The research team concludes, “Although traditional lecturing has dominated undergraduate instruction for most of a millennium and continues to have strong advocates, current evidence suggests that a constructivist ‘ask don't tell' approach may lead to strong increases in student performance.” (p. 8413)
Carl Weiman, a Nobel Prize winner in physics and now an educational research scholar, writes in a commentary on this research, “The implications of these meta-analysis results for instruction are profound, assuming they are indicative of what could be obtained if active-learning methods replaced the lecture instruction that dominates U.S. postsecondary STEM instruction.” (pp. 8319-8320). He continues, “This meta-analysis makes a powerful case that any college or university that is teaching its STEM courses by traditional lectures is providing an inferior education to its students.” (p. 8320)
The research team echoes these strong words by noting that if the experiments analyzed here had been randomized controlled trials of a medical intervention, they very well might have been stopped. Patients in the control condition should get the experimental treatment that was clearly more beneficial. They also argue that there is no longer any need for research that compares active learning and lectures. The lecture has been discovered to be substantially less effective. Weiman elaborates, “If a new antibiotic is being tested for effectiveness, its effectiveness at curing patients is compared with the best current antibiotics and not with treatment by blood-letting.” (p. 8320)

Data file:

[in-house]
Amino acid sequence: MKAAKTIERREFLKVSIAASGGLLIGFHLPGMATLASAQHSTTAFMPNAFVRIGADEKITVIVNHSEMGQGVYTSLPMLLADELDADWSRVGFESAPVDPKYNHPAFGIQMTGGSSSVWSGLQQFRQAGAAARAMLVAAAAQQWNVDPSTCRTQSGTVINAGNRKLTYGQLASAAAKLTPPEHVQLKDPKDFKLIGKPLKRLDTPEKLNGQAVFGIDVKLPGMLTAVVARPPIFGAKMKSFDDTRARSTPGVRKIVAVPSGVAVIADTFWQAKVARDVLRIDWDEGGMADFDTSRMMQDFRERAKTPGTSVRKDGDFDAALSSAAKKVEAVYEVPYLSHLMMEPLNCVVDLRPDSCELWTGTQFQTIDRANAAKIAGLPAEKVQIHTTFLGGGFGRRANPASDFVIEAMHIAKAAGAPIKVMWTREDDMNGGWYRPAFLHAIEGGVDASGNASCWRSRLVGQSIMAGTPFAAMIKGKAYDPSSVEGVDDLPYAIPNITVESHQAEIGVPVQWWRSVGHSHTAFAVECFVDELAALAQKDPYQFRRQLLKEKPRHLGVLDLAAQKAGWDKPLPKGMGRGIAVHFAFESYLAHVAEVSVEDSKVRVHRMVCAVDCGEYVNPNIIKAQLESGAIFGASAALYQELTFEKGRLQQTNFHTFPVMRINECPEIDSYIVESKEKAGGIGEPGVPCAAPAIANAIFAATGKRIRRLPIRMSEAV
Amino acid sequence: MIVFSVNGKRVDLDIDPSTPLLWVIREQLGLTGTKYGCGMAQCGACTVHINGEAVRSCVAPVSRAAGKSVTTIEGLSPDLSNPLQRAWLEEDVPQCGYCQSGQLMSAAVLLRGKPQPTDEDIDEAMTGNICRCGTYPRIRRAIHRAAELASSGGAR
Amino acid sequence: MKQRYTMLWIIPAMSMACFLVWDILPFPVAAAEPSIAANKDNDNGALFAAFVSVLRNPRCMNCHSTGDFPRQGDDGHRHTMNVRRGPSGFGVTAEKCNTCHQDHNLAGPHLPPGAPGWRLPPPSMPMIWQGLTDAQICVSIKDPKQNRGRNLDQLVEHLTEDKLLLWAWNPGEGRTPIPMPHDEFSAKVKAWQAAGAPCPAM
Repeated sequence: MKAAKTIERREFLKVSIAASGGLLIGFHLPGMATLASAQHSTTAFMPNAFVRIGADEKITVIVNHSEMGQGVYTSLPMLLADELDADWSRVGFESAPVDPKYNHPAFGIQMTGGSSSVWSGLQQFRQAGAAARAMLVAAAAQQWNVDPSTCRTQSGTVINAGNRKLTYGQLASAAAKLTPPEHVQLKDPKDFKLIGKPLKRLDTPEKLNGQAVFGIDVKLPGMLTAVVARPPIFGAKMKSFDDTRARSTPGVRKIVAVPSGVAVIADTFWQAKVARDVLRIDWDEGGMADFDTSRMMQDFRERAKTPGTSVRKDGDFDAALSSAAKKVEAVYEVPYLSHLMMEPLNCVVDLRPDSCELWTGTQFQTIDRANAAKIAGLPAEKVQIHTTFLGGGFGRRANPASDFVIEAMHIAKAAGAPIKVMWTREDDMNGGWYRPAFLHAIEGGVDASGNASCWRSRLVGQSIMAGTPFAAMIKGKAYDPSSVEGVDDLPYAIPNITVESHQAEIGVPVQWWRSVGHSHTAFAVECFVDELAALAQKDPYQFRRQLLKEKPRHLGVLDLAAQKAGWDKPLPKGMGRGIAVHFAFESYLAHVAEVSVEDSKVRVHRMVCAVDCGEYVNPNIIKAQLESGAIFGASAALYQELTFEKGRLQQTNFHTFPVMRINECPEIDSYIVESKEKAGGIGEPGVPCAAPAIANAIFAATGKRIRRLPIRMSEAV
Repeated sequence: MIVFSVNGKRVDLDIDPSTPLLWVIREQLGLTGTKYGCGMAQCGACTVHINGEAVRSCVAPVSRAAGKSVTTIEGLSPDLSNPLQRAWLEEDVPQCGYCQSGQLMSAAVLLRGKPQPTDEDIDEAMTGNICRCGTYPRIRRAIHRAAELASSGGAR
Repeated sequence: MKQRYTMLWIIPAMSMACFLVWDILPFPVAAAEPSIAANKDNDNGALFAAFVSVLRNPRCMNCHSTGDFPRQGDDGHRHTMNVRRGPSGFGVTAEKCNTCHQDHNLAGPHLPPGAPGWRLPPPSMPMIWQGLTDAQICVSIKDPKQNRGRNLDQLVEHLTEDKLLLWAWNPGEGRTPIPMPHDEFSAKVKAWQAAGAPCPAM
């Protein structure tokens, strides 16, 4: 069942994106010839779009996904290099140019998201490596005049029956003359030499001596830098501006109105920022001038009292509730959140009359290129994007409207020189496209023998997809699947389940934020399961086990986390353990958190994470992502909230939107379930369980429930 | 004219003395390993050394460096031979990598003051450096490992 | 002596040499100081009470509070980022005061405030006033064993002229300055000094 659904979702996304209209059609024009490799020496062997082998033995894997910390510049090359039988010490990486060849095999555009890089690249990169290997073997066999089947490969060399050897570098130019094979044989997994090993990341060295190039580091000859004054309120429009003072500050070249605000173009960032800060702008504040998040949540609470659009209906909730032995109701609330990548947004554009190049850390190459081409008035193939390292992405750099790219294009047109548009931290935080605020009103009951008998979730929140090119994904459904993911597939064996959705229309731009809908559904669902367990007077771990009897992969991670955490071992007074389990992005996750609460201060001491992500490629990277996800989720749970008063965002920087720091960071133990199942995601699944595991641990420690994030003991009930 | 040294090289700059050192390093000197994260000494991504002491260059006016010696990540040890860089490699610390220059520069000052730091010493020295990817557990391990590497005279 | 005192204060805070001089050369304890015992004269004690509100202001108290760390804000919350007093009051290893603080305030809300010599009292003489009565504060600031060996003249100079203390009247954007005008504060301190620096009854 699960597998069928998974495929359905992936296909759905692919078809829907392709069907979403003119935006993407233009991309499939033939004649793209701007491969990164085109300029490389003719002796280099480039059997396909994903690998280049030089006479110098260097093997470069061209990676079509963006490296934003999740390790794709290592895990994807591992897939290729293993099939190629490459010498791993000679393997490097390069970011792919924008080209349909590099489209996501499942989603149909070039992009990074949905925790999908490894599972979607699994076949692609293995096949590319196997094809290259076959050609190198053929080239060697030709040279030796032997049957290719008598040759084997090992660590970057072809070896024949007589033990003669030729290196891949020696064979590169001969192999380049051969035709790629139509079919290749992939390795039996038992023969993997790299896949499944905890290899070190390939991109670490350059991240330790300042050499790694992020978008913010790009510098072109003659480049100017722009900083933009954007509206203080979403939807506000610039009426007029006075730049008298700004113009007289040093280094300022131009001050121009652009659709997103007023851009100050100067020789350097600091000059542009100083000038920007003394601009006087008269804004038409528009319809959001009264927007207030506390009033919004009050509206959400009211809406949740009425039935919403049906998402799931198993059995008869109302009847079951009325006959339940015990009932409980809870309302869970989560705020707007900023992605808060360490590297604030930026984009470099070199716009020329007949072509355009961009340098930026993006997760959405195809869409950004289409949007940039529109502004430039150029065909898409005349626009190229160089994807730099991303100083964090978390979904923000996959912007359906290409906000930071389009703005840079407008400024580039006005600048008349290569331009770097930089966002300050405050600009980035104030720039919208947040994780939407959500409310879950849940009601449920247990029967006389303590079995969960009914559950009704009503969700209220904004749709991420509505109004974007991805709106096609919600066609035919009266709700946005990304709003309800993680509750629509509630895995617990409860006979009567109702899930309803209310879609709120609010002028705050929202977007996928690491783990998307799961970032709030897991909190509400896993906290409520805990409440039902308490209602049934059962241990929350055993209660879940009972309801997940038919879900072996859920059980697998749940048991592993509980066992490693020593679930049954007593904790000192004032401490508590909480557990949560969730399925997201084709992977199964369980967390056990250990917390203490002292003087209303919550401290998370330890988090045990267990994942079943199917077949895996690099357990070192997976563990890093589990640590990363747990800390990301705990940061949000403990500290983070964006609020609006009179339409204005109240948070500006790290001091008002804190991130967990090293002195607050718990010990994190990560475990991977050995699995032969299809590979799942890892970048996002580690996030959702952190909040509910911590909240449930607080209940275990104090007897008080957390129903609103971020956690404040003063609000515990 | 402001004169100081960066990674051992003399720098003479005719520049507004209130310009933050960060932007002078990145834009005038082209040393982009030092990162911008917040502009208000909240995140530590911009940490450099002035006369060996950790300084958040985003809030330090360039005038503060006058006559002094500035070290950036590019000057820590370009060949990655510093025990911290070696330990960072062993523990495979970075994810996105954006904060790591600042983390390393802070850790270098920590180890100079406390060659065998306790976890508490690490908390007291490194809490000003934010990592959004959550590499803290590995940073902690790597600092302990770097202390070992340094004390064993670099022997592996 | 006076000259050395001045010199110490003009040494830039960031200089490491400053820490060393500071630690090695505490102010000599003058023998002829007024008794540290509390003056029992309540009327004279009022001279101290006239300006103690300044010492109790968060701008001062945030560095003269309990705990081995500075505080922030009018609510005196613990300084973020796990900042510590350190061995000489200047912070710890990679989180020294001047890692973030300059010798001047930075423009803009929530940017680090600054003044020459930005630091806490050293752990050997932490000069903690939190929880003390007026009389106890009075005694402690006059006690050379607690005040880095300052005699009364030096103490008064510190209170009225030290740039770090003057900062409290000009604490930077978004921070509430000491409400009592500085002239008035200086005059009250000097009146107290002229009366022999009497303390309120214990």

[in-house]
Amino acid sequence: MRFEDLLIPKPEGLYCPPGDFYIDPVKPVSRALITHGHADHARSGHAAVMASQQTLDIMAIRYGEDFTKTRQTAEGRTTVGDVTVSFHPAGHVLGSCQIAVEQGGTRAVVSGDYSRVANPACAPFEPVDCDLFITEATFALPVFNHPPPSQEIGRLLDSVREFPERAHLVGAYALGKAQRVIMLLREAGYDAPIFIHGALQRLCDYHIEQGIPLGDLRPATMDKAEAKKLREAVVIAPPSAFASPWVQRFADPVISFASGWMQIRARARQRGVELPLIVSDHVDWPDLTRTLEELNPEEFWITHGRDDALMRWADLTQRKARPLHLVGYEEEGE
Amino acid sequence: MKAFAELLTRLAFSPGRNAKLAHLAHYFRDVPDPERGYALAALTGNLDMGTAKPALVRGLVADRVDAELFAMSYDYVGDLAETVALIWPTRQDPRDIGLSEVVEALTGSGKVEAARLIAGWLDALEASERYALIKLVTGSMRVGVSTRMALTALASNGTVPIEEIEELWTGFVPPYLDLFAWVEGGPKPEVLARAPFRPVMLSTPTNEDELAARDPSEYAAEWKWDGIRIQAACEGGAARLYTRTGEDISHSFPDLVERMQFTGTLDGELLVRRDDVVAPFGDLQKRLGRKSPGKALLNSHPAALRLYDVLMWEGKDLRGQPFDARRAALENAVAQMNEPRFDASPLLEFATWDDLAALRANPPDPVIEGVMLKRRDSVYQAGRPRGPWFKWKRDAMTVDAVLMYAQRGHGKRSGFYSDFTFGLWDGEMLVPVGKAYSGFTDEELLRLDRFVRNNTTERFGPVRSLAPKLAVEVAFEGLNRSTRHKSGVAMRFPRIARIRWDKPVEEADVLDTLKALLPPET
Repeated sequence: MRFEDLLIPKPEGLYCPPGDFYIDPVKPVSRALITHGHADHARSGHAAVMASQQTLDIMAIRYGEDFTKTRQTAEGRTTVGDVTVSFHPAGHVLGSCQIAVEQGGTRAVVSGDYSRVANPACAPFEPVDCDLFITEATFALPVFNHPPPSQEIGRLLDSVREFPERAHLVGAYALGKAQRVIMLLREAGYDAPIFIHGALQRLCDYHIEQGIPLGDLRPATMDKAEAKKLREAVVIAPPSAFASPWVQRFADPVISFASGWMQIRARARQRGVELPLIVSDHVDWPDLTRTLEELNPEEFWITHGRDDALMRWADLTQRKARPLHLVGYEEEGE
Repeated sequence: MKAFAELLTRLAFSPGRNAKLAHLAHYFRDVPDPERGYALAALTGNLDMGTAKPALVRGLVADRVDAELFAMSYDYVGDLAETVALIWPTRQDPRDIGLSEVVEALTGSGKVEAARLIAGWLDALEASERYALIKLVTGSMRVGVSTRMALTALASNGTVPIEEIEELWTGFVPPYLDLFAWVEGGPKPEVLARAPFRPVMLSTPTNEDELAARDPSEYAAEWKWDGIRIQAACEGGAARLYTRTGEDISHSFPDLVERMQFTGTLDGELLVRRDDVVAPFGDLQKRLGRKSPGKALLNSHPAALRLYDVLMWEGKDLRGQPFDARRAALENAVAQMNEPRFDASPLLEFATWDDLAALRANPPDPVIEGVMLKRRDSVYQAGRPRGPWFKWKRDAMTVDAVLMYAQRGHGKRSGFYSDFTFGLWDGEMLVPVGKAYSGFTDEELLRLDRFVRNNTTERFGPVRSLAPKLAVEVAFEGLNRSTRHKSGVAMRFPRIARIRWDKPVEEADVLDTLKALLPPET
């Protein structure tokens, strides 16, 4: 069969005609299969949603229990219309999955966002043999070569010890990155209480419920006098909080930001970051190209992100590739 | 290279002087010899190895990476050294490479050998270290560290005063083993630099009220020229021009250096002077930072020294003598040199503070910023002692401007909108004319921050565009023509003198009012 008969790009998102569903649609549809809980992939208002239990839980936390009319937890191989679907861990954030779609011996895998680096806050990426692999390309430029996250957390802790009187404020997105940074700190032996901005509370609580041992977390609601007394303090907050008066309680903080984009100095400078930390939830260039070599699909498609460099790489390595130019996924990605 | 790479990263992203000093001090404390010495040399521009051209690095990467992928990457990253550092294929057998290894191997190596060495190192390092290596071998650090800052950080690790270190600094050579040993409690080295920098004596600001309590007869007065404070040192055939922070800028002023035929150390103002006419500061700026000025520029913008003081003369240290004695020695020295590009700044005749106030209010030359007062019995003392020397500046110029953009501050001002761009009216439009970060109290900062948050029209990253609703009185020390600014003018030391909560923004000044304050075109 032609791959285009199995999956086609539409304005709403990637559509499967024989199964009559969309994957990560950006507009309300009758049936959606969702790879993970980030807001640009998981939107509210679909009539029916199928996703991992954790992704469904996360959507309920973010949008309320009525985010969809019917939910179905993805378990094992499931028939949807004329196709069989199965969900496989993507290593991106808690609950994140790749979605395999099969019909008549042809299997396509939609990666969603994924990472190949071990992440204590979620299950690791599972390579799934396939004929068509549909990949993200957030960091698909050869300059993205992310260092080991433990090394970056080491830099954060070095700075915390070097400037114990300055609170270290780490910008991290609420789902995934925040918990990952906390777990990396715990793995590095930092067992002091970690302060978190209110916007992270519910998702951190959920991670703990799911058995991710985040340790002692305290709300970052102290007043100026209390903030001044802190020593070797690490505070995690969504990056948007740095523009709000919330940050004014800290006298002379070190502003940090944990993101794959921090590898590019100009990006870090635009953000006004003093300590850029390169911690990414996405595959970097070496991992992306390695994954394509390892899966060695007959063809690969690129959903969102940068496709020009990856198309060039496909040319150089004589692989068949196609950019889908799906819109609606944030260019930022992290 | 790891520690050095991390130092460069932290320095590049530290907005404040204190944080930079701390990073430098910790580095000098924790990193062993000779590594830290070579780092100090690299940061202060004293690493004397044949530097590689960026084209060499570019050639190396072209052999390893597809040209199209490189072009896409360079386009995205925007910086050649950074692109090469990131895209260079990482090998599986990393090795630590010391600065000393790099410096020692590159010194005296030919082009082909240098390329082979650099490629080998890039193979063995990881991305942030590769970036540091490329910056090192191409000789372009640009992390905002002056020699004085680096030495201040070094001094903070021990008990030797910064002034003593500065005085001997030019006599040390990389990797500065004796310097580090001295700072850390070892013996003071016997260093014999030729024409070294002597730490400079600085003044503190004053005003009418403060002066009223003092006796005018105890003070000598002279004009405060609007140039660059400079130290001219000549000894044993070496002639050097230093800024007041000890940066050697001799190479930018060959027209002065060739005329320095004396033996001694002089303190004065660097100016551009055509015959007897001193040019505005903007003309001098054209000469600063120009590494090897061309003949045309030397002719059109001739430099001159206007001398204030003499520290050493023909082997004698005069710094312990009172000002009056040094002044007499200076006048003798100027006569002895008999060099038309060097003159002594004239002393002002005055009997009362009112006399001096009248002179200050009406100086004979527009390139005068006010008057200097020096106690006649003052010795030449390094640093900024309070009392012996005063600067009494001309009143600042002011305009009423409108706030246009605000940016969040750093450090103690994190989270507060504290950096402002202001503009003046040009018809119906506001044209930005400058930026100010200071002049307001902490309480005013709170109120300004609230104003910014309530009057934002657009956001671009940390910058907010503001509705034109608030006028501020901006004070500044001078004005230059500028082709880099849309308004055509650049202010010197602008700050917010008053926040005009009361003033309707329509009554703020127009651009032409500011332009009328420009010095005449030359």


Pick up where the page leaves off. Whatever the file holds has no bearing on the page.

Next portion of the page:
Do note that this meta-analysis looked at research comparing active learning and lecture in the STEM fields. That's where the bulk of the empirical work is presently occurring. However, it does leave open the question as to whether active learning has the same effects in those fields on the other side of the academic house. There are individual studies indicating that it does. However, a quantitative analysis like this one has not been undertaken in other fields.
A couple of notes on references: The meta-analysis itself is not long, but the description of the statistical methods used is detailed and difficult for those without a statistical background. However, the findings are outlined and discussed clearly. In addition, Allen has written a short, understandable summary of the research and its findings, and it appears in an open access journal. It's a quick and easy way to learn more about this very important work. Weiman's commentary is also worth reading. It too offers a clear summary with easier graphics, plus insightful and pointed comments. If you ever need to make the case for active learning or have colleagues who are still unconvinced, here's the compelling evidence. Active learning wins!
References: Freeman, S., Eddy, S. L., McDonough, M., Smith, M. K., Okorafor, N., Jordt, H., and Wenderoth, M. P. (2014). Active learning increases student performance in science, engineering, and mathematics. Proceedings of the National Academy of Sciences (PNAS), 111 (23), 8410-8415.
Allen, D. (2014). Recent research in science teaching and learning. Cell Biology Education—Life Sciences Education, 13 (Winter), 584-5.
Weiman, C. E. (2014). Large-scale comparison of science teaching methods sends clear message. Proceedings of the National Academy of Sciences (PNAS), 111 (23), 8319-8320.